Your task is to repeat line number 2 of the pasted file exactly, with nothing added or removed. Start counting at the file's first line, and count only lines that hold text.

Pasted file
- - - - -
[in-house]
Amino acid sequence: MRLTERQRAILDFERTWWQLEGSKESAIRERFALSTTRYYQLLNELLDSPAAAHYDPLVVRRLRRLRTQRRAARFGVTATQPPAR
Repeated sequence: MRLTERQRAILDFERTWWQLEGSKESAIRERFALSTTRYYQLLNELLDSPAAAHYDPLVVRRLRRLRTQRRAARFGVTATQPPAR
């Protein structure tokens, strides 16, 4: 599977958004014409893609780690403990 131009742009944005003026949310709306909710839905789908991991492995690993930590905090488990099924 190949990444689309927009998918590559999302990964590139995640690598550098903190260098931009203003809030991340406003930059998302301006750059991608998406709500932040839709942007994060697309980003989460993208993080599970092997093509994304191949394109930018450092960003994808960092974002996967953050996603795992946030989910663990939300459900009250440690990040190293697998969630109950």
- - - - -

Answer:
Amino acid sequence: MRLTERQRAILDFERTWWQLEGSKESAIRERFALSTTRYYQLLNELLDSPAAAHYDPLVVRRLRRLRTQRRAARFGVTATQPPAR